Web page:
When a championship is decided under circumstances as historic as those that saw the Chicago Cubs claim their first World Series title in 108 years, the impossible becomes overdetermined. The evaporation of a 3-1 series lead leaves behind chokers, miraculous individual feats, and moments of immense luck and misfortune, and any of them can be adduced as the reason why it all happened.
The most incredible thing about this World Series, then, may be that after all of it, the Cubs—who entered the series carrying 108 years worth of pressure, played through a Game 7 in which their manager made decisions between hits of PCP, and saw their bulletproof closer crumble—feel like the most logical of winners.
It’s a little crazy to consider that after winning Game 5 at home, the Cubs were going on the road to play two more elimination games with the upper hand in just about every spot on the field. The only cards the Indians had to play in those final two games were Josh Tomlin, a spectacular but overworked bullpen, and Corey Kluber making his third start in nine days. Meanwhile, the Cubs countered with a Cy Young winner and the reigning National League ERA titlist, Aroldis Chapman, and a lineup in which the biggest holes were occupied by an all-world defender who was worth a $184 million contract not so long ago and a power-hitting infielder who had just won the NLCS MVP. They also had the reincarnation of Jim Thome sitting there on the bench, ready to resume his duties as the DH.
The team that’s clawing back from a 3-1 deficit is supposed to be the desperate one, but even as things unraveled for Chapman in the eighth inning and the rain came to inject a little chaos into the evening, the Cubs were steadied by their sheer talent and depth. Cleveland needed a two-run bomb from an 11-year veteran with 55 career homers to stay in the game, and although the Cubs did get a mini-miracle of their own with David Ross’s solo shot, they eventually prevailed behind the unrelenting strength of the lineup. Everyone in that lineup did damage last night, and it offered no combination of hitters that allowed Indians fans to say, “Okay, well, next inning should be easy to get through.” The Indians, on the other hand, had to turn to one of the worst hitters in history for their final at-bat.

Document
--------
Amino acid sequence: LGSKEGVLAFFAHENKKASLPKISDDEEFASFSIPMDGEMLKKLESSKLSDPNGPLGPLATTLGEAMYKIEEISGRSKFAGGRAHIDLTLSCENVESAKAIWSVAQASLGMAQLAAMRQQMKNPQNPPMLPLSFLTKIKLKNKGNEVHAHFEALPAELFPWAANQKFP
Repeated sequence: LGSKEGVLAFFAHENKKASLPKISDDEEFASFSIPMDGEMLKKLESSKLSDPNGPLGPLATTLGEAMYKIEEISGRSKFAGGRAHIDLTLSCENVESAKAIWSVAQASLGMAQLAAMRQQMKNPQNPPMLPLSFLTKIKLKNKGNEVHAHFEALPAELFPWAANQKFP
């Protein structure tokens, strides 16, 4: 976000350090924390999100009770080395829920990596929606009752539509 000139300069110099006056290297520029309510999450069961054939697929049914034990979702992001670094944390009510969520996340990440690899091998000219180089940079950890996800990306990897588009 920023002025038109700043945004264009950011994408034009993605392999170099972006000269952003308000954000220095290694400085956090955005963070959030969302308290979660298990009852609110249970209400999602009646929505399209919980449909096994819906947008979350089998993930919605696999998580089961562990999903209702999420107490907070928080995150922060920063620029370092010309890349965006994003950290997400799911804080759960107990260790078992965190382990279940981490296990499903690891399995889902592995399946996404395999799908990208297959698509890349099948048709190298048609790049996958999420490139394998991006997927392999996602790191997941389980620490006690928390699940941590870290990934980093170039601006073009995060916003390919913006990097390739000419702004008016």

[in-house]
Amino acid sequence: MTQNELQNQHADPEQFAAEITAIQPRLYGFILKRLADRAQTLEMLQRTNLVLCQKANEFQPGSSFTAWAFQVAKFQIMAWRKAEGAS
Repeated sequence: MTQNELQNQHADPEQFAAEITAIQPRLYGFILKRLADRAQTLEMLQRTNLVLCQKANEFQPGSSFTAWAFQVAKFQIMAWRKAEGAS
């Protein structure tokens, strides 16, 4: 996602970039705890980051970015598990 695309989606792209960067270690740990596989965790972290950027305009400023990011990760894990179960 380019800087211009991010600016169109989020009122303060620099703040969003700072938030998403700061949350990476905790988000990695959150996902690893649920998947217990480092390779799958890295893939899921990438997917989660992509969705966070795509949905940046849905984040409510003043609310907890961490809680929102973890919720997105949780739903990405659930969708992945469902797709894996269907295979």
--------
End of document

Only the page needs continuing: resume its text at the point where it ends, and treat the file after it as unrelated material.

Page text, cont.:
There’s always been a frustrating tension between baseball’s regular season and postseason. No team can avoid revealing its true identity over the course of 162 games, but there have been many teams that have ridden patchwork pitching staffs, unexpected hot streaks, and gimmicky strengths to victory in the playoffs. This is unavoidable, but sometimes it’s frustrating to see a clearly superior team eliminated because Jeff fucking Weaver suddenly decided to start pitching like a god.
The Cubs were just too damn good to let that happen, and all the calamities that surely would have undone a lesser team—Chapman’s meltdown, Maddon’s mistakes, Heyward’s disappearance—were neutralized by a collection of extremely good baseball players. That is what’s most remarkable about the Cubs’ World Series victory—not that they overcame the long odds and erased 108 years of failure, but that they did so simply by being so good that the odds and the history ceased to matter.